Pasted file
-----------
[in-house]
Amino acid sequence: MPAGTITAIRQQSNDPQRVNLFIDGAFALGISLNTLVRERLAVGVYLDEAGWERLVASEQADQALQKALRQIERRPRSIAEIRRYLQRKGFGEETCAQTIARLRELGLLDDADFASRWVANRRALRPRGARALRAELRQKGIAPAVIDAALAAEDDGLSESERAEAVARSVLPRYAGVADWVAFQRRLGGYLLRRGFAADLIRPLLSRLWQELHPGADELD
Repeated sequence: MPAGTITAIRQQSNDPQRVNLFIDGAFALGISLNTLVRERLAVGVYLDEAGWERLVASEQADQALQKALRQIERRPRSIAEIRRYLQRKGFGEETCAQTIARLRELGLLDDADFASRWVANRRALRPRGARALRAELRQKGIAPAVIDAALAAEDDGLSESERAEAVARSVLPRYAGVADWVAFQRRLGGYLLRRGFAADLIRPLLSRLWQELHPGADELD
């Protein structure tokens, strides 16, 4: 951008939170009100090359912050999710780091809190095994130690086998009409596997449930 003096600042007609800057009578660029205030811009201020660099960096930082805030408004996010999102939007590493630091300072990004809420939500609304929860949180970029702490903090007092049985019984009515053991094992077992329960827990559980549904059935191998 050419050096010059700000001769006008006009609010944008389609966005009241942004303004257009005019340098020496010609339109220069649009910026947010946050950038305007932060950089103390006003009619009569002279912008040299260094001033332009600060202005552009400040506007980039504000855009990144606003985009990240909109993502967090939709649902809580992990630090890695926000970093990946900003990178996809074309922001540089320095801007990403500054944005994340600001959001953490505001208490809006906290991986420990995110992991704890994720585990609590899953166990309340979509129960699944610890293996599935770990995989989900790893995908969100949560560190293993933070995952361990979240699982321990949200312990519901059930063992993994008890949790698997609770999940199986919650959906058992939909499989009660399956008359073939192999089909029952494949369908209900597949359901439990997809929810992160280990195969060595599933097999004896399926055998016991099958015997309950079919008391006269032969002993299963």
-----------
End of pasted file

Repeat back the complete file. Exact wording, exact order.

[in-house]
Amino acid sequence: MPAGTITAIRQQSNDPQRVNLFIDGAFALGISLNTLVRERLAVGVYLDEAGWERLVASEQADQALQKALRQIERRPRSIAEIRRYLQRKGFGEETCAQTIARLRELGLLDDADFASRWVANRRALRPRGARALRAELRQKGIAPAVIDAALAAEDDGLSESERAEAVARSVLPRYAGVADWVAFQRRLGGYLLRRGFAADLIRPLLSRLWQELHPGADELD
Repeated sequence: MPAGTITAIRQQSNDPQRVNLFIDGAFALGISLNTLVRERLAVGVYLDEAGWERLVASEQADQALQKALRQIERRPRSIAEIRRYLQRKGFGEETCAQTIARLRELGLLDDADFASRWVANRRALRPRGARALRAELRQKGIAPAVIDAALAAEDDGLSESERAEAVARSVLPRYAGVADWVAFQRRLGGYLLRRGFAADLIRPLLSRLWQELHPGADELD
């Protein structure tokens, strides 16, 4: 951008939170009100090359912050999710780091809190095994130690086998009409596997449930 003096600042007609800057009578660029205030811009201020660099960096930082805030408004996010999102939007590493630091300072990004809420939500609304929860949180970029702490903090007092049985019984009515053991094992077992329960827990559980549904059935191998 050419050096010059700000001769006008006009609010944008389609966005009241942004303004257009005019340098020496010609339109220069649009910026947010946050950038305007932060950089103390006003009619009569002279912008040299260094001033332009600060202005552009400040506007980039504000855009990144606003985009990240909109993502967090939709649902809580992990630090890695926000970093990946900003990178996809074309922001540089320095801007990403500054944005994340600001959001953490505001208490809006906290991986420990995110992991704890994720585990609590899953166990309340979509129960699944610890293996599935770990995989989900790893995908969100949560560190293993933070995952361990979240699982321990949200312990519901059930063992993994008890949790698997609770999940199986919650959906058992939909499989009660399956008359073939192999089909029952494949369908209900597949359901439990997809929810992160280990195969060595599933097999004896399926055998016991099958015997309950079919008391006269032969002993299963």